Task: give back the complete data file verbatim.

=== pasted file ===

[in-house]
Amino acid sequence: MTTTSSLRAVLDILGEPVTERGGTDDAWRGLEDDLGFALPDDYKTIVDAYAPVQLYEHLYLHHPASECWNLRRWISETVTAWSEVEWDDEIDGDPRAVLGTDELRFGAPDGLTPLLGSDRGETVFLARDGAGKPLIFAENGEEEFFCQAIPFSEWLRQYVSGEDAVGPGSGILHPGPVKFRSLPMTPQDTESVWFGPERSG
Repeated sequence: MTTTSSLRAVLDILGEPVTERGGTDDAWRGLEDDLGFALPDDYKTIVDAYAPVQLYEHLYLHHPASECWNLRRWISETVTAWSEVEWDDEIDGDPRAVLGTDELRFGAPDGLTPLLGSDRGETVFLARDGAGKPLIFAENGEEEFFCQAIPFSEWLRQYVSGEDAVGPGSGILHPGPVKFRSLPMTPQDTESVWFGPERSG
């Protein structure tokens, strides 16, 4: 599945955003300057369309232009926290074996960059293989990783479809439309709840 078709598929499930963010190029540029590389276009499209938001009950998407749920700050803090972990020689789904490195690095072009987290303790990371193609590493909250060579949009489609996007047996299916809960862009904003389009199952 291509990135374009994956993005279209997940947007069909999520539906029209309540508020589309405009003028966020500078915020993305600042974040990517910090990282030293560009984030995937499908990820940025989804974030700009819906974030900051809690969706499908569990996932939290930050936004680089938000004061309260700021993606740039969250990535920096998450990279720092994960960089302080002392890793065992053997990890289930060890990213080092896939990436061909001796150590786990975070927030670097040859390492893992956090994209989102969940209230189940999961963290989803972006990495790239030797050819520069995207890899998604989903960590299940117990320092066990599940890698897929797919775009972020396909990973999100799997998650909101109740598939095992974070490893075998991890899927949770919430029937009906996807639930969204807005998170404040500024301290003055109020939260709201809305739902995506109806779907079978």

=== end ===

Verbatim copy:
[in-house]
Amino acid sequence: MTTTSSLRAVLDILGEPVTERGGTDDAWRGLEDDLGFALPDDYKTIVDAYAPVQLYEHLYLHHPASECWNLRRWISETVTAWSEVEWDDEIDGDPRAVLGTDELRFGAPDGLTPLLGSDRGETVFLARDGAGKPLIFAENGEEEFFCQAIPFSEWLRQYVSGEDAVGPGSGILHPGPVKFRSLPMTPQDTESVWFGPERSG
Repeated sequence: MTTTSSLRAVLDILGEPVTERGGTDDAWRGLEDDLGFALPDDYKTIVDAYAPVQLYEHLYLHHPASECWNLRRWISETVTAWSEVEWDDEIDGDPRAVLGTDELRFGAPDGLTPLLGSDRGETVFLARDGAGKPLIFAENGEEEFFCQAIPFSEWLRQYVSGEDAVGPGSGILHPGPVKFRSLPMTPQDTESVWFGPERSG
């Protein structure tokens, strides 16, 4: 599945955003300057369309232009926290074996960059293989990783479809439309709840 078709598929499930963010190029540029590389276009499209938001009950998407749920700050803090972990020689789904490195690095072009987290303790990371193609590493909250060579949009489609996007047996299916809960862009904003389009199952 291509990135374009994956993005279209997940947007069909999520539906029209309540508020589309405009003028966020500078915020993305600042974040990517910090990282030293560009984030995937499908990820940025989804974030700009819906974030900051809690969706499908569990996932939290930050936004680089938000004061309260700021993606740039969250990535920096998450990279720092994960960089302080002392890793065992053997990890289930060890990213080092896939990436061909001796150590786990975070927030670097040859390492893992956090994209989102969940209230189940999961963290989803972006990495790239030797050819520069995207890899998604989903960590299940117990320092066990599940890698897929797919775009972020396909990973999100799997998650909101109740598939095992974070490893075998991890899927949770919430029937009906996807639930969204807005998170404040500024301290003055109020939260709201809305739902995506109806779907079978």